March 4th, 2012 Sean Murphy
I have never considered myself an artist or visual thinker because I am not able to sketch a likeness of a person or draw a landscape. I managed engineers and drafters who had to produce mechanical and dimensioned drawings when I was at Cisco and 3Com, but I never had an affinity for the three dimensional visualization skills that they had.
I enjoyed reading “Back of the Napkin” by Dan Roam and covered it in our very first Book Club for Business Impact webinar last May. I found “Orbiting the Giant Hairball” by Gordon Mackenzie as very useful both for his visual metaphors and his advice for corporate change agents; I read it in 1999 after I had returned to Cisco for a second tour of duty and took away a number of insights. I also found “The Artist’s Way at Work: Riding the Dragon” Mark Bryan, Julia Cameron, and Catherine Allen very helpful, in particular the morning pages model (see “Maintaining Perspective on the Entrepreneurial Roller Coaster“).
I associate art with an effort to represent physical reality or inspire an emotional reaction to reality. It’s odd how you can put things in buckets and ignore them, I had discounted the “design thinking” model because art seemed to me to be less about business and more about self-discovery. And yet I have worked on teams designing very complex systems, the silicon cathedrals of the late 20th century, for the better part of two decades.
I am not sure why I experienced the dichotomy between system design and user experience design, although one presentation that helped me to crystallize my discomfort was Giff Constable’s “The Missing Agile Principle.” Reading it I realized that I was focused more on prospect/customer value and than the creative expression of an idea. Obviously you need both.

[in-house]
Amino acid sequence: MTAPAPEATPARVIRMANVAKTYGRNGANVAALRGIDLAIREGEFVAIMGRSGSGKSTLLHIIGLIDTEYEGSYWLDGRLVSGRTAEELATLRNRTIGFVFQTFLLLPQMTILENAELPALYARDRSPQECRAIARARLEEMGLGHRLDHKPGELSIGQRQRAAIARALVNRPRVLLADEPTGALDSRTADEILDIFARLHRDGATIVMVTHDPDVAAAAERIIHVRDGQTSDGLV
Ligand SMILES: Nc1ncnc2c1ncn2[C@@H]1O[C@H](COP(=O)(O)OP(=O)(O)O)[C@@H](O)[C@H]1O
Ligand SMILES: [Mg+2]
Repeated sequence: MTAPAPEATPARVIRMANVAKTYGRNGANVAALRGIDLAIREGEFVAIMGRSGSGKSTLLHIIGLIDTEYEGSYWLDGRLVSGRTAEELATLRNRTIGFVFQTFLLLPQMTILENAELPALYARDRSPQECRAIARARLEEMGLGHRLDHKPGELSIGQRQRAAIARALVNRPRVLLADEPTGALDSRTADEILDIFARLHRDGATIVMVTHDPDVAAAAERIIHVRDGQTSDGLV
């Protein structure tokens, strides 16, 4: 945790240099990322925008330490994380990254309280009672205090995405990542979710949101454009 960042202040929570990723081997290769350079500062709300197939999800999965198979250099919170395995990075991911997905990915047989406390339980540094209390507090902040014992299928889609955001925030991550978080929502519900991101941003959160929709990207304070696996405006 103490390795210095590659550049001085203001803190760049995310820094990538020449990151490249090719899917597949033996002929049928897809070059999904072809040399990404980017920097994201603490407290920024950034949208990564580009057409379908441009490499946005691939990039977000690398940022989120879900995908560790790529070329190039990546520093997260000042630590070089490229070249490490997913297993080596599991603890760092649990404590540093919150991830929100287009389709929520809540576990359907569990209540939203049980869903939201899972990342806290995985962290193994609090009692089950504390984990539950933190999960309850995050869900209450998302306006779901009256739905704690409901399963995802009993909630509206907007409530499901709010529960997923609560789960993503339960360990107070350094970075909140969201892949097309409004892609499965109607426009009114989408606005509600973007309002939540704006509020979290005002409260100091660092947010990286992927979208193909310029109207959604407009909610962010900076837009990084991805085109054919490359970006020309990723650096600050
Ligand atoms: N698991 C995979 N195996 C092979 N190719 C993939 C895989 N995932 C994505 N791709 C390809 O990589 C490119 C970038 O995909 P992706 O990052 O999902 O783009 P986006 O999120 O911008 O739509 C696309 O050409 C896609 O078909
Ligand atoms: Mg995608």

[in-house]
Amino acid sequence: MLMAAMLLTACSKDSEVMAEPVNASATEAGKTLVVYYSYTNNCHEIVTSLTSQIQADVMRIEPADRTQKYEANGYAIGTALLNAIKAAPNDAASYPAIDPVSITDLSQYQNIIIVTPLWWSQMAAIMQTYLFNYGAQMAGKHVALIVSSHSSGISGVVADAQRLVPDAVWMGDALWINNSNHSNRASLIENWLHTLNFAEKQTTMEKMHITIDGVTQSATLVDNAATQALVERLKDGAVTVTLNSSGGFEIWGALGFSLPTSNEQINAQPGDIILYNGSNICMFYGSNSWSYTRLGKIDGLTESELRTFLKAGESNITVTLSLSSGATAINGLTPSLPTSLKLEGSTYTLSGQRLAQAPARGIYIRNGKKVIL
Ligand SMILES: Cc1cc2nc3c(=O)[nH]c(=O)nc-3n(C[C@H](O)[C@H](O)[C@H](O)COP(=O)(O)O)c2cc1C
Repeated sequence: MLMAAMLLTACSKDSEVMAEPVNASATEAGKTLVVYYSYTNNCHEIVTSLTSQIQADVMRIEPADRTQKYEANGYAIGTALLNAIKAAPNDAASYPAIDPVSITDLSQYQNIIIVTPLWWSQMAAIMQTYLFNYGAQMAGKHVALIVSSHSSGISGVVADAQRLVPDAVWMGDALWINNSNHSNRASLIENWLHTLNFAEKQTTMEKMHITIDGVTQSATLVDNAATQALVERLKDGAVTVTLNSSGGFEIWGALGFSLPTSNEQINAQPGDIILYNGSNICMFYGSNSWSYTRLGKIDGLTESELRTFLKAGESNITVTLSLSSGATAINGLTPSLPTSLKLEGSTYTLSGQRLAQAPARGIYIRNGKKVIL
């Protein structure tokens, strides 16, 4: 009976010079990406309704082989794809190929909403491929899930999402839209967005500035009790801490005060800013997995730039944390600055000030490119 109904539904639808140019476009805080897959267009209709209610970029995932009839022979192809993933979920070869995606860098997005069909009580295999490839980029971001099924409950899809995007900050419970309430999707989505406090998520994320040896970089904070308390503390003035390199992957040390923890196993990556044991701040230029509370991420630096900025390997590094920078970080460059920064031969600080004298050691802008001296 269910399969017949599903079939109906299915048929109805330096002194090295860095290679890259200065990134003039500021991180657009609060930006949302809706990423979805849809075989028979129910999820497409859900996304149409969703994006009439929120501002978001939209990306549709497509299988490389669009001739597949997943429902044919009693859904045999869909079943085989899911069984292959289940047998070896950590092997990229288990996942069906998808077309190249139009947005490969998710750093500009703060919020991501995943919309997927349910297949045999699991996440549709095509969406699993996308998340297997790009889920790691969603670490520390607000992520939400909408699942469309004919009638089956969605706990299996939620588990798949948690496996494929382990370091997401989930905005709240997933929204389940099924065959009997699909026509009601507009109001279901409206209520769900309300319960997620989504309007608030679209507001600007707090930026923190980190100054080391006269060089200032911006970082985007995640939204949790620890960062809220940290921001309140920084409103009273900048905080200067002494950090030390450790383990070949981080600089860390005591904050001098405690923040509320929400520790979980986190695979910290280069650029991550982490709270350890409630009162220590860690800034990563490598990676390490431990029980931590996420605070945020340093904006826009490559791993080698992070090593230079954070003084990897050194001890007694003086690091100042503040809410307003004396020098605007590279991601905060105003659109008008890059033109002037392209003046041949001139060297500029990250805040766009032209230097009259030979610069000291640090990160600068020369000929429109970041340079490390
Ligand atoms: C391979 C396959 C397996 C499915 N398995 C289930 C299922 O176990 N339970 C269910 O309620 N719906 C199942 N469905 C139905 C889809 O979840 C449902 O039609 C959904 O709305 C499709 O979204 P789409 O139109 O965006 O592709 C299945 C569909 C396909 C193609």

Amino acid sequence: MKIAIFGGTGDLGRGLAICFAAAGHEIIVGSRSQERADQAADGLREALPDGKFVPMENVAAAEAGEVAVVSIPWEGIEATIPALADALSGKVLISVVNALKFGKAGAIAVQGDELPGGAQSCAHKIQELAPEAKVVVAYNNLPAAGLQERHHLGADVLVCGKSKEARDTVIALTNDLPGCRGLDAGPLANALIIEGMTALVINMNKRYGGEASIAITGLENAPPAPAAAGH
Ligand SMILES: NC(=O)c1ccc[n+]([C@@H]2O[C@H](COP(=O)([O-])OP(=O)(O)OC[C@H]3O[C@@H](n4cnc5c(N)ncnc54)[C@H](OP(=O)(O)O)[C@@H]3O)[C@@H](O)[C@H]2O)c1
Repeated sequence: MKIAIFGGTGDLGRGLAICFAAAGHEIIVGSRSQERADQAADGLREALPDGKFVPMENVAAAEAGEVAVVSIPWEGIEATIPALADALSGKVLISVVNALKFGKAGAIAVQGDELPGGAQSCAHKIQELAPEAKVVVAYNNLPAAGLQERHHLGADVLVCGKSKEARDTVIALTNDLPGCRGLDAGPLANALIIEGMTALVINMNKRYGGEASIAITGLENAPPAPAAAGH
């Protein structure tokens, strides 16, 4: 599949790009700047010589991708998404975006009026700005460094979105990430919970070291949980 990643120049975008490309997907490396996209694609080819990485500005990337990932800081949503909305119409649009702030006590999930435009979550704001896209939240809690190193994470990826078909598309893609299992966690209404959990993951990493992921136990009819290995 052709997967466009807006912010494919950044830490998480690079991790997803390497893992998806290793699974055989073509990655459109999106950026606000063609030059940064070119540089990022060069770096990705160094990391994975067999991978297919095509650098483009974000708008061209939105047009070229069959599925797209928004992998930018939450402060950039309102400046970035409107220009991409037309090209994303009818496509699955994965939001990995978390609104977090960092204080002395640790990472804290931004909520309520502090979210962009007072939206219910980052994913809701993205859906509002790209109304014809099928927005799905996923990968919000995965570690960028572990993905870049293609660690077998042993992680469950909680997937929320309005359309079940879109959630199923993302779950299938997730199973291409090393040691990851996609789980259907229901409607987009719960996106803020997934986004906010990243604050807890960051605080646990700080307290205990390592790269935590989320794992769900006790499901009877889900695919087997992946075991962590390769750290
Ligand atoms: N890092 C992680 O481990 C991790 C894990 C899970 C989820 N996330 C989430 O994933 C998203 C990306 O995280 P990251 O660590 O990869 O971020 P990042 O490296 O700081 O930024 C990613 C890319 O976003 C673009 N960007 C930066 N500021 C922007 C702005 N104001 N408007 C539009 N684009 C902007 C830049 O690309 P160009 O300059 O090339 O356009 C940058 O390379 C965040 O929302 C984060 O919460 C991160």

But I had an epiphany reading through the curriculum for the Design Strategy MBA offered by the California College of the Arts that I am actually a visual thinker: I can sketch a likeness of a business concept or draw a business process and do so all of the time. And where cycle time, people time, investment dollars, or data are the units of measure I find it easy to dimension my drawings.
I think we need better processes (and perhaps a better visual language) for sketching hypothetical business models. I think that useful likenesses can be found in Dan Roam’s techniques and perhaps some of the directed graph models that Brant Cooper sketches in “The CustDev Whiteboard.”
Watching electrical engineers develop new circuit designs I would see them sketch a number of different but equally useful diagrams that represented different aspects of a hypothetical design’s behavior or structure: circuit diagrams, waveforms, state machine diagrams, logic schematics, block diagrams, etc.. The “Innovator’s DNA” stresses the value of sketching timelines, workflows, and input/output diagrams to better understand the current situation and how it came to be. I think we can learn a lot from other fields for how to sketch the likeness of our hypothetical businesses and emerging markets.
Note: As to why I am reading degree curriculum and syllabus documents, I am not considering going back to college. I was researching what design thinking is all about after Lisa Solomon reached out to me in response to “Associating, Pattern Matching, and Sensemaking“)